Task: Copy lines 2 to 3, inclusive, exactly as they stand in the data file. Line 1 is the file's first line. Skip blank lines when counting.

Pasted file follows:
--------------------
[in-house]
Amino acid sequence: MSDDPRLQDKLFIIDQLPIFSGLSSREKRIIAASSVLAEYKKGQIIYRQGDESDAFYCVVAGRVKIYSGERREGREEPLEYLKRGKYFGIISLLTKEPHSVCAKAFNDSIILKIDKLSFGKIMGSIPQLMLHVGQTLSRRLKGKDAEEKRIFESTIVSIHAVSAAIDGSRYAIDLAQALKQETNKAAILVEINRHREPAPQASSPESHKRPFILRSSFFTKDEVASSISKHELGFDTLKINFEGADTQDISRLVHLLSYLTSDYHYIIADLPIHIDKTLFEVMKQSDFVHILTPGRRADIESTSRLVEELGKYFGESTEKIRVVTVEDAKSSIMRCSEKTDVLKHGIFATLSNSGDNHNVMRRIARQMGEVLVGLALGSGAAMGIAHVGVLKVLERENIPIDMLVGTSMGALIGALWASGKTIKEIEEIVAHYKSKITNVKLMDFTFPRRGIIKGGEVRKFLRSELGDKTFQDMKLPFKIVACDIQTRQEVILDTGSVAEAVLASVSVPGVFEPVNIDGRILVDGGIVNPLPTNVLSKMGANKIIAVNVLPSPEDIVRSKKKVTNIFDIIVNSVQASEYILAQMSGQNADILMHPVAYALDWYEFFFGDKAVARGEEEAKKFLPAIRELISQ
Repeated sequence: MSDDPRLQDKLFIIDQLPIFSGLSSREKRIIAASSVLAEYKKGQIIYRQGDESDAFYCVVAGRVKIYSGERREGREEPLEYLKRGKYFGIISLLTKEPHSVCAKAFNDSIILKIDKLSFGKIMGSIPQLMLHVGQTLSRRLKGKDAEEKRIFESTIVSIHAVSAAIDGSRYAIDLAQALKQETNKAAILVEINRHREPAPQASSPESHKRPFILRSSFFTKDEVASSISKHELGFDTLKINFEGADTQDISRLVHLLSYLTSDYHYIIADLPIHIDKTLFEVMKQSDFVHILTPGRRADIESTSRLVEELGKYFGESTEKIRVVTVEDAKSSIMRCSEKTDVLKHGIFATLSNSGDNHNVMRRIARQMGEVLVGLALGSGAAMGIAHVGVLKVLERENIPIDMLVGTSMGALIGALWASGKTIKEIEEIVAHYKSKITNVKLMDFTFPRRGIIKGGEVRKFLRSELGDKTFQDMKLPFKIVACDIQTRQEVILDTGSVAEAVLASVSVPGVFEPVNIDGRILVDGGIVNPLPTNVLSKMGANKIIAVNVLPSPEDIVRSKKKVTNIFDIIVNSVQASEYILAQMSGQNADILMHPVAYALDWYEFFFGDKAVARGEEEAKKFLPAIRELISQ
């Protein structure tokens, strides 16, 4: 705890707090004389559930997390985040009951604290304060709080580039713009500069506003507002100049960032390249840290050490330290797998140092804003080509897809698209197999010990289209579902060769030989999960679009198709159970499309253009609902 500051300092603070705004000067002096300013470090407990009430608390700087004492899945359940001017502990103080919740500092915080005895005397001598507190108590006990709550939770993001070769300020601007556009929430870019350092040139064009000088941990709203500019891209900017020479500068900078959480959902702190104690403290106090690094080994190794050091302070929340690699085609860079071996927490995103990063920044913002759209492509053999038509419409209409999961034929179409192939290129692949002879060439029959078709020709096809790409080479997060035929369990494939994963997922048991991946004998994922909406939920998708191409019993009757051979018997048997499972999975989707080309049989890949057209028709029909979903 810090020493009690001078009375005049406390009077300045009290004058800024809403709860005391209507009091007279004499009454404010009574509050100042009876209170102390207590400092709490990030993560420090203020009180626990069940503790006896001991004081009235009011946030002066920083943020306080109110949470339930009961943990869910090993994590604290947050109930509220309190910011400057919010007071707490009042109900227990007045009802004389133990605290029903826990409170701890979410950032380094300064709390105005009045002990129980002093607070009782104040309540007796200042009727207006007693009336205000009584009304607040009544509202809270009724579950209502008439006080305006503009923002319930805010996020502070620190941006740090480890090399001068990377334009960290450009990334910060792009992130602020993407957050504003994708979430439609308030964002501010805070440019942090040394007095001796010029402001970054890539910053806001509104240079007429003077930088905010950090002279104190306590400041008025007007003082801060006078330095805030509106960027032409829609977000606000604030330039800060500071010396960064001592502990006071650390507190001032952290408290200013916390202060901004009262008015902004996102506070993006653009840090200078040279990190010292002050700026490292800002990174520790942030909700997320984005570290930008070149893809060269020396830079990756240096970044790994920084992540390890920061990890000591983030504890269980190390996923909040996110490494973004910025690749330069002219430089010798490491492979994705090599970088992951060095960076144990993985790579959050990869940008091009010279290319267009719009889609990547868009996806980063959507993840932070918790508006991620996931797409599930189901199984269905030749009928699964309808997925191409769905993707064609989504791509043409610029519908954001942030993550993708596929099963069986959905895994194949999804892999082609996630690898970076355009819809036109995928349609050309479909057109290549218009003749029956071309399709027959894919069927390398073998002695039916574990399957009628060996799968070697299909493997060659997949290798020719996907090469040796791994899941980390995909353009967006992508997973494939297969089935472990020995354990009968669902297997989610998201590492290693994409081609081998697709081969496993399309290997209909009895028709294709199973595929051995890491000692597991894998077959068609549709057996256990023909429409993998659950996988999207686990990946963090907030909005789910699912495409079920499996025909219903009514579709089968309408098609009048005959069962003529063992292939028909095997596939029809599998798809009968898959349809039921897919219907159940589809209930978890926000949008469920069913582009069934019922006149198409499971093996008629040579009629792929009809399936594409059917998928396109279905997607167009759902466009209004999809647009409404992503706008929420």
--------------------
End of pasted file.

Amino acid sequence: MSDDPRLQDKLFIIDQLPIFSGLSSREKRIIAASSVLAEYKKGQIIYRQGDESDAFYCVVAGRVKIYSGERREGREEPLEYLKRGKYFGIISLLTKEPHSVCAKAFNDSIILKIDKLSFGKIMGSIPQLMLHVGQTLSRRLKGKDAEEKRIFESTIVSIHAVSAAIDGSRYAIDLAQALKQETNKAAILVEINRHREPAPQASSPESHKRPFILRSSFFTKDEVASSISKHELGFDTLKINFEGADTQDISRLVHLLSYLTSDYHYIIADLPIHIDKTLFEVMKQSDFVHILTPGRRADIESTSRLVEELGKYFGESTEKIRVVTVEDAKSSIMRCSEKTDVLKHGIFATLSNSGDNHNVMRRIARQMGEVLVGLALGSGAAMGIAHVGVLKVLERENIPIDMLVGTSMGALIGALWASGKTIKEIEEIVAHYKSKITNVKLMDFTFPRRGIIKGGEVRKFLRSELGDKTFQDMKLPFKIVACDIQTRQEVILDTGSVAEAVLASVSVPGVFEPVNIDGRILVDGGIVNPLPTNVLSKMGANKIIAVNVLPSPEDIVRSKKKVTNIFDIIVNSVQASEYILAQMSGQNADILMHPVAYALDWYEFFFGDKAVARGEEEAKKFLPAIRELISQ
Repeated sequence: MSDDPRLQDKLFIIDQLPIFSGLSSREKRIIAASSVLAEYKKGQIIYRQGDESDAFYCVVAGRVKIYSGERREGREEPLEYLKRGKYFGIISLLTKEPHSVCAKAFNDSIILKIDKLSFGKIMGSIPQLMLHVGQTLSRRLKGKDAEEKRIFESTIVSIHAVSAAIDGSRYAIDLAQALKQETNKAAILVEINRHREPAPQASSPESHKRPFILRSSFFTKDEVASSISKHELGFDTLKINFEGADTQDISRLVHLLSYLTSDYHYIIADLPIHIDKTLFEVMKQSDFVHILTPGRRADIESTSRLVEELGKYFGESTEKIRVVTVEDAKSSIMRCSEKTDVLKHGIFATLSNSGDNHNVMRRIARQMGEVLVGLALGSGAAMGIAHVGVLKVLERENIPIDMLVGTSMGALIGALWASGKTIKEIEEIVAHYKSKITNVKLMDFTFPRRGIIKGGEVRKFLRSELGDKTFQDMKLPFKIVACDIQTRQEVILDTGSVAEAVLASVSVPGVFEPVNIDGRILVDGGIVNPLPTNVLSKMGANKIIAVNVLPSPEDIVRSKKKVTNIFDIIVNSVQASEYILAQMSGQNADILMHPVAYALDWYEFFFGDKAVARGEEEAKKFLPAIRELISQ